Still, immigrant workers have been powerful constituencies pushing pro-labor victories. This tendency has created a desire on the Right to make up the baby deficit with domestic births, preferably Euro-Americans, who they hope can be induced to identify with their white exploiters. Texas and California both now have non-white majorities, due largely to immigration. In California, immigrant organizing has won better labor laws and business regulations, and doubled the federal minimum wage. In Texas, a right-wing legislature has only been able to stay in power through frantic gerrymandering and terrorizing immigrants.
Birth-rate promoting “Reformocons” (a dubious hybrid of “reform conservatives”) emerged ten years ago, including former House speaker Paul Ryan and Senators Marco Rubio and Mike Lee. They proposed meager increases in family-supporting programs to raise the birth rate and attract working-class families to the Republican party. But as Sweden and France could tell you, it takes a great deal of public expenditure to move the needle on birth rates.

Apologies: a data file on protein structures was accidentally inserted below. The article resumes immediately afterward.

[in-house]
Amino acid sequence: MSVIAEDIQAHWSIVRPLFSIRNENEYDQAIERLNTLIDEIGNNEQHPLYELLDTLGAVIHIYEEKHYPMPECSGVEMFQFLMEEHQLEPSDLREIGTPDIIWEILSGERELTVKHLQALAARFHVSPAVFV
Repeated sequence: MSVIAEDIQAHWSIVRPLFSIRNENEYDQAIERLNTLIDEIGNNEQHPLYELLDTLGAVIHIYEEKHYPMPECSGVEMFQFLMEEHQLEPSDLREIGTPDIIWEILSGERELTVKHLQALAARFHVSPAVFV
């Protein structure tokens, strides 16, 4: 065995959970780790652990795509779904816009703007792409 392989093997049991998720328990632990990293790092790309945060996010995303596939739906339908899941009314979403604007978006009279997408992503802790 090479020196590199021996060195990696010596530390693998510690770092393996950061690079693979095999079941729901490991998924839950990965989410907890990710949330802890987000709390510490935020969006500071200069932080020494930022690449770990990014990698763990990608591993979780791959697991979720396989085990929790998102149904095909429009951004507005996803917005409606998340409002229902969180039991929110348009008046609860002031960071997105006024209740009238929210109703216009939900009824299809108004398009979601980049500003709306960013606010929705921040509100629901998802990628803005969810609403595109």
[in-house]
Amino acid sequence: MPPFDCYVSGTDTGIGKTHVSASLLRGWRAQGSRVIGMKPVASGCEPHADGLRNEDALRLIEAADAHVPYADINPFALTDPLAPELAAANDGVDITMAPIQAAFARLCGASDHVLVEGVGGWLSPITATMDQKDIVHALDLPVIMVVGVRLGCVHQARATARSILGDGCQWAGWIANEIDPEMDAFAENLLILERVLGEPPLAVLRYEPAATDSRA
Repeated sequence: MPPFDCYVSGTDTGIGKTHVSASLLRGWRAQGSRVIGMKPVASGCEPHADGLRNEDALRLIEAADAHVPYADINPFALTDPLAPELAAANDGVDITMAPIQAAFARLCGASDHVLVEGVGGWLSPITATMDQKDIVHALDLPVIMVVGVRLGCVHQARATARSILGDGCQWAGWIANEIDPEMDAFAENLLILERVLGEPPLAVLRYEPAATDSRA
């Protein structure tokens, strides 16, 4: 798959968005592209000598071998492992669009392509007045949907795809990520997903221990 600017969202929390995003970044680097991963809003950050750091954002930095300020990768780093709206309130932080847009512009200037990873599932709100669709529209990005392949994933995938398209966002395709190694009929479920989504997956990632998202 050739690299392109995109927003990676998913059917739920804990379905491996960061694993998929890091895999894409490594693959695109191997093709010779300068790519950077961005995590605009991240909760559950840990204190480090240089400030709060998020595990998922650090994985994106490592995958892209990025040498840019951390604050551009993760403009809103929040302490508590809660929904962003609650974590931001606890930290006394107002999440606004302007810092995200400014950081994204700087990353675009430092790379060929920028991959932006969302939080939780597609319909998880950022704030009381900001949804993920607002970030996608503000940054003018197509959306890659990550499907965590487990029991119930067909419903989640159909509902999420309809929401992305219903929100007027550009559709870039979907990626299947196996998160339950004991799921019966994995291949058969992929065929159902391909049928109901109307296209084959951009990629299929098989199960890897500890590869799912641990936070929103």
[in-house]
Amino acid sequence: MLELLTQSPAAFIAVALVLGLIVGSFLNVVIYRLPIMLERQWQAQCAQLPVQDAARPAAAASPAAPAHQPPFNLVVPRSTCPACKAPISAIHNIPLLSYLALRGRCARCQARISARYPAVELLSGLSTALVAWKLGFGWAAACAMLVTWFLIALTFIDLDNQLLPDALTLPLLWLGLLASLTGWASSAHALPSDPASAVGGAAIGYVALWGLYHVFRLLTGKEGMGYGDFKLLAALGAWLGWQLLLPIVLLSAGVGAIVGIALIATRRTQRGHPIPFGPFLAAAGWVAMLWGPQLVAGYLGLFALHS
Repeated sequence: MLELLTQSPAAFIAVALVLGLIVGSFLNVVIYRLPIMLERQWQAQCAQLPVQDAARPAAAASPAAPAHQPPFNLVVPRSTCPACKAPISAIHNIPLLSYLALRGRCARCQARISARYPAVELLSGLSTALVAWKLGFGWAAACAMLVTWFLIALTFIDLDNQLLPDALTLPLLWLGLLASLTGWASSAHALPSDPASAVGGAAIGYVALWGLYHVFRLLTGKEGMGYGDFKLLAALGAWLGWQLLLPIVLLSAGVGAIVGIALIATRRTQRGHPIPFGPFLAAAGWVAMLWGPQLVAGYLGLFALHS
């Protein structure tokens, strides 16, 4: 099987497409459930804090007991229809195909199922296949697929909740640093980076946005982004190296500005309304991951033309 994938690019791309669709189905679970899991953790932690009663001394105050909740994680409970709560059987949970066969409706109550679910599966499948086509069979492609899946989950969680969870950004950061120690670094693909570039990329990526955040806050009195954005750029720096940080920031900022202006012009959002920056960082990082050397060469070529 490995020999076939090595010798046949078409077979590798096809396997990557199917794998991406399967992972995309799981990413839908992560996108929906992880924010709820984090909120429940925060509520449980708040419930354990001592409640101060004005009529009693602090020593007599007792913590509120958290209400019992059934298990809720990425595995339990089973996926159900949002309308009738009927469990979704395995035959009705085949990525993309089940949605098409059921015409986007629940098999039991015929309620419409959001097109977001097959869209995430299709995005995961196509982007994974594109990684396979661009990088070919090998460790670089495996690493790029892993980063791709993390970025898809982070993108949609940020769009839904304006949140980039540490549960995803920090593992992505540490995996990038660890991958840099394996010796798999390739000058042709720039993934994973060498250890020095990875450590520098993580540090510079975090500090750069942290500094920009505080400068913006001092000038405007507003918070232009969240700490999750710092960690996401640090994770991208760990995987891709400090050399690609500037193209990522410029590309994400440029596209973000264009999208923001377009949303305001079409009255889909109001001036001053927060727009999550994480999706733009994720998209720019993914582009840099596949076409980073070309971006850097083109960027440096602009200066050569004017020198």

In the United States, you would have to actually make working-class life a lot less hellish. And any program that makes workers even slightly less dependent on their jobs is anathema to the Reformocons’ corporate sponsors. Rubio continues to flog the idea that parents could get money from Social Security to support their kids. The poison kicker? It would be deducted from their retirement income.
All these Republicans want to make abortion illegal federally, and they attacked contraceptive coverage in Obamacare. In Texas, where funding restrictions closed eighty-two family planning clinics after 2011, birth control use went down and childbearing rose 27 percent. Trump policies halved Title X family planning visits nationally.